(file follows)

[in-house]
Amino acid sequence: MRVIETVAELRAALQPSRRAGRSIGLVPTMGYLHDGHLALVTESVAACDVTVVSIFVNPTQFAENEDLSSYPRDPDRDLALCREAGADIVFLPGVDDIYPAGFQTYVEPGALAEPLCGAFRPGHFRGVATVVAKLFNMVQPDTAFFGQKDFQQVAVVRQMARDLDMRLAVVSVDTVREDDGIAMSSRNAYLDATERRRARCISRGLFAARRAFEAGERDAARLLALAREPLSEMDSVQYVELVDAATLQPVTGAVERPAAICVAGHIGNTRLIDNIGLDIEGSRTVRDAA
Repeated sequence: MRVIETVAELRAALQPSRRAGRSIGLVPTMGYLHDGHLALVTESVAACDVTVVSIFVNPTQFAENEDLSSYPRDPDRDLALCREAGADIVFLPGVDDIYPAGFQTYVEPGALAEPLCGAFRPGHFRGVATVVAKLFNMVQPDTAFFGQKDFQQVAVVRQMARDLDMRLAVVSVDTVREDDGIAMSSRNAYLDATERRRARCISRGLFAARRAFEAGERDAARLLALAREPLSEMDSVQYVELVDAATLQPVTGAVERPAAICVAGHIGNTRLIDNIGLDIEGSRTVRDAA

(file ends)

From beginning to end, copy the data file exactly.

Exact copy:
[in-house]
Amino acid sequence: MRVIETVAELRAALQPSRRAGRSIGLVPTMGYLHDGHLALVTESVAACDVTVVSIFVNPTQFAENEDLSSYPRDPDRDLALCREAGADIVFLPGVDDIYPAGFQTYVEPGALAEPLCGAFRPGHFRGVATVVAKLFNMVQPDTAFFGQKDFQQVAVVRQMARDLDMRLAVVSVDTVREDDGIAMSSRNAYLDATERRRARCISRGLFAARRAFEAGERDAARLLALAREPLSEMDSVQYVELVDAATLQPVTGAVERPAAICVAGHIGNTRLIDNIGLDIEGSRTVRDAA
Repeated sequence: MRVIETVAELRAALQPSRRAGRSIGLVPTMGYLHDGHLALVTESVAACDVTVVSIFVNPTQFAENEDLSSYPRDPDRDLALCREAGADIVFLPGVDDIYPAGFQTYVEPGALAEPLCGAFRPGHFRGVATVVAKLFNMVQPDTAFFGQKDFQQVAVVRQMARDLDMRLAVVSVDTVREDDGIAMSSRNAYLDATERRRARCISRGLFAARRAFEAGERDAARLLALAREPLSEMDSVQYVELVDAATLQPVTGAVERPAAICVAGHIGNTRLIDNIGLDIEGSRTVRDAA